This press release is available in French.
Vancouver, B.C. -- Marine protected areas (MPAs) may turn out to be in the wrong place at the wrong time. As a result of changing conditions, marine species have been on the move with observed shifts of as much as three kilometres per year over the past 50 years, and forecasts of shifts of as much as 300 kilometres in the coming 50 years.
Decisions on where to put MPAs weren't always made with a changing climate in mind. That has researchers asking how these areas--meant to protect biodiversity--can stand the test of time.
Static MPAs, or limited areas, may not work as ocean conditions change and as species shift their distribution in response to climate change. These changes will require our design and management of these ecologically rich zones to be more flexible, and will require greater collaboration and foresight.
At this week's meeting of the American Association for the Advancement of Science (AAAS) in Vancouver, Brad deYoung of Memorial University of Newfoundland will present a review of technological advances in ocean modelling and observing, and show how integration of these new tools and greater collaboration will make MPAs more effective today and in the future.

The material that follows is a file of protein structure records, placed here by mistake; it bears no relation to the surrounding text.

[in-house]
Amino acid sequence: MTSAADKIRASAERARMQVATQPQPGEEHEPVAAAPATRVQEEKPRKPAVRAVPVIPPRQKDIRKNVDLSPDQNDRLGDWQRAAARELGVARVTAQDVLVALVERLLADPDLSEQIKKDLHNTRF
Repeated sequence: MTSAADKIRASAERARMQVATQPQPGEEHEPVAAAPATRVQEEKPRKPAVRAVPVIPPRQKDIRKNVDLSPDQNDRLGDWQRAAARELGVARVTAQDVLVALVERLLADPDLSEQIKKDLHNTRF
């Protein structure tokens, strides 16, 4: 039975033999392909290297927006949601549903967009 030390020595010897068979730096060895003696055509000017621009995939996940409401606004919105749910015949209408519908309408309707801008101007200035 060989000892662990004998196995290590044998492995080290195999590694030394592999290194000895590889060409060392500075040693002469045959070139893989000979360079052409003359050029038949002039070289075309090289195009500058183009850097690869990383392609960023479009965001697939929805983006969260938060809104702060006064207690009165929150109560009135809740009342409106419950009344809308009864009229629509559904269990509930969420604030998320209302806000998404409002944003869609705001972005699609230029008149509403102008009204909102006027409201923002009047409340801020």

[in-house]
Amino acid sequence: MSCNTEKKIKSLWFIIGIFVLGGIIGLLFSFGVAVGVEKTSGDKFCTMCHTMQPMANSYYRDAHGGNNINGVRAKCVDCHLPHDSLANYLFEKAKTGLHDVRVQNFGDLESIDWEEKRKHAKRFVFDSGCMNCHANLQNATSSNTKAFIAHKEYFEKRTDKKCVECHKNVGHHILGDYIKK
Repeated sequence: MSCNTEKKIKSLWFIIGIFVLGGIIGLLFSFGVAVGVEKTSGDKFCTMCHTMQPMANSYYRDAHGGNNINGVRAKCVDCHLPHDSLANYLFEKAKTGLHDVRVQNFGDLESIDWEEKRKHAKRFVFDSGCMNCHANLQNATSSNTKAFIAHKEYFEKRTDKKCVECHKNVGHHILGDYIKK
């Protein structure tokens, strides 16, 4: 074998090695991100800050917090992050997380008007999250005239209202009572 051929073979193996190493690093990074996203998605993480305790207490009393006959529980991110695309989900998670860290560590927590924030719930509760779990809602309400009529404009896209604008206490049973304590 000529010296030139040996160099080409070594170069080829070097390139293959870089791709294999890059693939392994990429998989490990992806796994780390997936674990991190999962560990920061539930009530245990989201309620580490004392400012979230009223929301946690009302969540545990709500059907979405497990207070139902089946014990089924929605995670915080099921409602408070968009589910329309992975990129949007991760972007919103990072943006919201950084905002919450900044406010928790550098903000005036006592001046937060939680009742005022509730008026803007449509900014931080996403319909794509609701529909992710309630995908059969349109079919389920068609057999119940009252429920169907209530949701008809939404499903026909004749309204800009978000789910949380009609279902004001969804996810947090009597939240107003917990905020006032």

"While climate change adds to the uncertainty regarding the necessary design and the possible effectiveness of marine protected areas, none of this uncertainty offers real justification for inaction," says deYoung. "Our knowledge, although imperfect, is certainly sufficient to design effective marine protected areas. New modelling and observational tools add substantially to our ocean toolkit."
The AAAS symposium Designing Marine Protected Area Networks Within Changing Global Climate Conditions will take place on Friday, February 17, from 8:00 to 9:30 a.m., in Room 116 117 of the Vancouver Convention Centre West Building.
The topic will be the subject of a special AAAS news briefing for media in Vancouver on Thursday, February 16 at 9:00 a.m. (PST).
deYoung's research is funded by the Natural Sciences and Engineering Research Council of Canada (NSERC).